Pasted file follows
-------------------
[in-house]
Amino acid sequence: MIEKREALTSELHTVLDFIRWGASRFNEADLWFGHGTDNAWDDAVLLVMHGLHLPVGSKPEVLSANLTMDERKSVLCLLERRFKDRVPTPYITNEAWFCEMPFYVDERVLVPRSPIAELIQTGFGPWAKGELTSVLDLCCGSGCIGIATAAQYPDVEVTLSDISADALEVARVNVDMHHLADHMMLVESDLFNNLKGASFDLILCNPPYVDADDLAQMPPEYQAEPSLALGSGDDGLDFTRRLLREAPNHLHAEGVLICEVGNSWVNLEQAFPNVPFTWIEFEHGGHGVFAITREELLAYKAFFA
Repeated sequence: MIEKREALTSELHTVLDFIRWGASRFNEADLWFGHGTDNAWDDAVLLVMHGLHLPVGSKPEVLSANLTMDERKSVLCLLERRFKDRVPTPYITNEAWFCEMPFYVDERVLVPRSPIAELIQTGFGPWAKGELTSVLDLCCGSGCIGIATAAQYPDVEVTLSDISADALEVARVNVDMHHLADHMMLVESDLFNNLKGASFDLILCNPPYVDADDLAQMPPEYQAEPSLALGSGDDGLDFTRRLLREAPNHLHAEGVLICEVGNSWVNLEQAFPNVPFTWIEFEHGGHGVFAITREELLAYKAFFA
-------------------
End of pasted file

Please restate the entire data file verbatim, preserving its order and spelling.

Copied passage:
[in-house]
Amino acid sequence: MIEKREALTSELHTVLDFIRWGASRFNEADLWFGHGTDNAWDDAVLLVMHGLHLPVGSKPEVLSANLTMDERKSVLCLLERRFKDRVPTPYITNEAWFCEMPFYVDERVLVPRSPIAELIQTGFGPWAKGELTSVLDLCCGSGCIGIATAAQYPDVEVTLSDISADALEVARVNVDMHHLADHMMLVESDLFNNLKGASFDLILCNPPYVDADDLAQMPPEYQAEPSLALGSGDDGLDFTRRLLREAPNHLHAEGVLICEVGNSWVNLEQAFPNVPFTWIEFEHGGHGVFAITREELLAYKAFFA
Repeated sequence: MIEKREALTSELHTVLDFIRWGASRFNEADLWFGHGTDNAWDDAVLLVMHGLHLPVGSKPEVLSANLTMDERKSVLCLLERRFKDRVPTPYITNEAWFCEMPFYVDERVLVPRSPIAELIQTGFGPWAKGELTSVLDLCCGSGCIGIATAAQYPDVEVTLSDISADALEVARVNVDMHHLADHMMLVESDLFNNLKGASFDLILCNPPYVDADDLAQMPPEYQAEPSLALGSGDDGLDFTRRLLREAPNHLHAEGVLICEVGNSWVNLEQAFPNVPFTWIEFEHGGHGVFAITREELLAYKAFFA